Martin Newell’s Joy of Essex: New Pensioners sure to raise protests at shortage of toilets
Wivenhoe’s only public lavatories are under threat.
Upon hearing this news, I remembered something which I learned at the Glastonbury Festival in 1997. Apart from the site ‘roads’ being waterlogged, as a result of torrential rain that year, the latrines were dismayingly primitive.
Thirty-years after the birth of the ‘alternative society’, I realised, its cultural descendants still hadn’t quite figured out roads or toilets. Within a day young adults from perfectly good middle-class homes were suffering complaints as diverse as trench foot and e-coli. For this elevating experience festival-goers had paid about 100 quid apiece. It was here we discovered that if you are to build a successful alternative society, then you’d better include traversible roads and working toilets.
Over 16 years later, however, I am witnessing a worrying de-investment in the roads and toilets of my own locality. Despite the fact that I live in the seventh wealthiest country in the world, despite the fact that the recession is “officially over”, our local roads are more potholed than I can remember them being during my lifetime. I’ll leave the roads for now, however, since there are plenty of people already complaining about them.
Instead, I’ll sashay as delicately as possible over to the less stridently-championed cause of our vanishing public toilets. Depending upon whom you believe and how their figures are spun, public toilets, usually under the aegis of town and borough councils, are being closed at a disturbing rate. Since 2010, the UK has lost 13.5% of council-run loos, about one in seven. For many years, an organisation called the British Toilet Association has been attempting to alert the public to the situation.
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Recently, the post-war generation, which comprises a sizeable wedge of our population, has just begun to tiptoe into pensionable age. Age, as we know, is often accompanied by certain physiological or medical requirements, the need for decent public toilet facilities being one. The New Pensioners we should remember, are of a generation well-versed in protest. Come election time, it might be worth politicians considering this matter which, if you’ll excuse the pun, is pan-political.
As the British Toilet Association points out, there are salient reasons as to why we need to address the problem of insufficient toilet facilities. First and foremost is of course the matter of hygiene. What may be less well-known, as health experts have recently warned, is that having a full bladder raises blood pressure, increasing the risk of heart attacks or strokes in those who are susceptible.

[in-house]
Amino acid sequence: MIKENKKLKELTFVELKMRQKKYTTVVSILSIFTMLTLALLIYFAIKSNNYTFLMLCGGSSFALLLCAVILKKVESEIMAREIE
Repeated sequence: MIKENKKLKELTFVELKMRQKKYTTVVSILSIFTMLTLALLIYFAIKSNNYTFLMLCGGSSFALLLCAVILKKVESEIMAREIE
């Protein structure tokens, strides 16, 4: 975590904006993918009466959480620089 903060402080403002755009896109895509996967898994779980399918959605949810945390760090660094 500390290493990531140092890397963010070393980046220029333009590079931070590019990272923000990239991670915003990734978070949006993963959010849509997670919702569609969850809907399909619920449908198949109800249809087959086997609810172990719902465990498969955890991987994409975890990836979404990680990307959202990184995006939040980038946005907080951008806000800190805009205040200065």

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In addition, poor toilet facilities will have a long-term detrimental effect upon our tourist economy. Holiday-makers tend not to return to badly catered-for destinations. Furthermore, senior shoppers will be wary of being caught short in a town centre which lacks essential facilities. This, the BTA claims, will reduce “footfall” in shopping areas which are already struggling.
Colchester, for instance, is not completely devoid of toilets, although I can’t offhand think of a public toilet located on or near to the High Street itself. There remains an option of just marching into a pub, café or restaurant and asking to use their facilities. Not everyone, however, is quite so uninhibited about such matters. They shouldn’t have to be. When I was small boy, almost every sizeable town centre had public loos. Often they were situated underground. In many towns and cities such places also had a lavatory attendant on hand. There were loos in parks, car parks, on recreation grounds, railway stations and sometimes even, on town approach roads; Colchester had one located just off the Albert roundabout.
To boast decent public lavatories was a distinctly British sort of thing, almost something of which to be proud – especially when comparing them to facilities offered by certain of our near-continental neighbours. Circumstances change, however.
At what point did our regional rulers decide that despite an ageing and expanding population, we could profitably make do with fewer of such universally-required facilities. What peculiar, post-crisis, bean counting logic spawned such stupidity? It’s as if the mindless Borrow’n’Spend mania which was our undoing five years ago, suddenly went madly into reverse, so that we are now instead making cuts, with the same flagrant disregard for their consequences.
In Wivenhoe, for example, with a population of 10,000 people and an increasing number of visitors, there’s only one public toilet for the whole town. To veer slightly off-topic, the town’s only other toilets, situated at the railway station, aren’t always open. This is still doing better than the ones at Great Bentley station, which are frequently, if not permanently locked. A young mum recently confessed to me that one afternoon she had to slip into the bushes beside the platform building, so bursting was she. Apparently, there’s a loo at the recently smartened-up Colchester Town station, although I’ve not seen it open for years.
There’s now talk of Wivenhoe’s one public toilet being the subject of an “asset transfer” from Colchester Borough Council. Essentially, this means that Wivenhoe Town Council may need to find the £10,000 per year required to keep their facilities open.
In a town which wears socialism as an overcoat while brandishing money as a walking stick, the ensuing debate may prove challenging.
Personally, I’d be prepared to pay a bit of extra council tax to keep the toilets open, if only as a point of civic pride. Maybe we could eventually form our own road-mending gang too? Roads and toilets. Quite important, I reckon.